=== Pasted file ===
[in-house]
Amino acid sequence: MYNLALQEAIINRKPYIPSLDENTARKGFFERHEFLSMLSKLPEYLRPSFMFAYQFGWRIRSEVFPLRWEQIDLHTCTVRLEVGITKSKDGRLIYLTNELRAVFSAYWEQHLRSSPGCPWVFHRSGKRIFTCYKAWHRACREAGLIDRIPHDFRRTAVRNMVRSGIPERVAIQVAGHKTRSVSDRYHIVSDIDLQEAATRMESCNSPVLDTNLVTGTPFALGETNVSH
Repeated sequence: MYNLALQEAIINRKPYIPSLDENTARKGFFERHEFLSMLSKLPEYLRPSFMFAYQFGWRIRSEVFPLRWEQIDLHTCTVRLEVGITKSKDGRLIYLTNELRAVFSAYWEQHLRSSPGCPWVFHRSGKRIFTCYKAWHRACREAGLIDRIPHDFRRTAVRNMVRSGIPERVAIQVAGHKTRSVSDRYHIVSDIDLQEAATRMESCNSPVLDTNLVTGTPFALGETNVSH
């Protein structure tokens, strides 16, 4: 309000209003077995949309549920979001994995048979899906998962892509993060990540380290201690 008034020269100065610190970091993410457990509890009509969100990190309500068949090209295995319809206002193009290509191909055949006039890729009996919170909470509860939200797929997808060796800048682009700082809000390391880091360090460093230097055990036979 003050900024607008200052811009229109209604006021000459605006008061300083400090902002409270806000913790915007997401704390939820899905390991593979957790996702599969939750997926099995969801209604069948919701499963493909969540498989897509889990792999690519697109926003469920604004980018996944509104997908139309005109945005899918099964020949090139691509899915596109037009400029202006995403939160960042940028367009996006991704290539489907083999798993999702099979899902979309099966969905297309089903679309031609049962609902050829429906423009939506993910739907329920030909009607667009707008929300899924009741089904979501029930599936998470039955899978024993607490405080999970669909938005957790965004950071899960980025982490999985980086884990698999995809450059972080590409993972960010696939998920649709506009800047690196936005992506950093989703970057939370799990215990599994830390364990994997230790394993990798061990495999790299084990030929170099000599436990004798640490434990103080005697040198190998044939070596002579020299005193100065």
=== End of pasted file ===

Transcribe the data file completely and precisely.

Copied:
[in-house]
Amino acid sequence: MYNLALQEAIINRKPYIPSLDENTARKGFFERHEFLSMLSKLPEYLRPSFMFAYQFGWRIRSEVFPLRWEQIDLHTCTVRLEVGITKSKDGRLIYLTNELRAVFSAYWEQHLRSSPGCPWVFHRSGKRIFTCYKAWHRACREAGLIDRIPHDFRRTAVRNMVRSGIPERVAIQVAGHKTRSVSDRYHIVSDIDLQEAATRMESCNSPVLDTNLVTGTPFALGETNVSH
Repeated sequence: MYNLALQEAIINRKPYIPSLDENTARKGFFERHEFLSMLSKLPEYLRPSFMFAYQFGWRIRSEVFPLRWEQIDLHTCTVRLEVGITKSKDGRLIYLTNELRAVFSAYWEQHLRSSPGCPWVFHRSGKRIFTCYKAWHRACREAGLIDRIPHDFRRTAVRNMVRSGIPERVAIQVAGHKTRSVSDRYHIVSDIDLQEAATRMESCNSPVLDTNLVTGTPFALGETNVSH
């Protein structure tokens, strides 16, 4: 309000209003077995949309549920979001994995048979899906998962892509993060990540380290201690 008034020269100065610190970091993410457990509890009509969100990190309500068949090209295995319809206002193009290509191909055949006039890729009996919170909470509860939200797929997808060796800048682009700082809000390391880091360090460093230097055990036979 003050900024607008200052811009229109209604006021000459605006008061300083400090902002409270806000913790915007997401704390939820899905390991593979957790996702599969939750997926099995969801209604069948919701499963493909969540498989897509889990792999690519697109926003469920604004980018996944509104997908139309005109945005899918099964020949090139691509899915596109037009400029202006995403939160960042940028367009996006991704290539489907083999798993999702099979899902979309099966969905297309089903679309031609049962609902050829429906423009939506993910739907329920030909009607667009707008929300899924009741089904979501029930599936998470039955899978024993607490405080999970669909938005957790965004950071899960980025982490999985980086884990698999995809450059972080590409993972960010696939998920649709506009800047690196936005992506950093989703970057939370799990215990599994830390364990994997230790394993990798061990495999790299084990030929170099000599436990004798640490434990103080005697040198190998044939070596002579020299005193100065």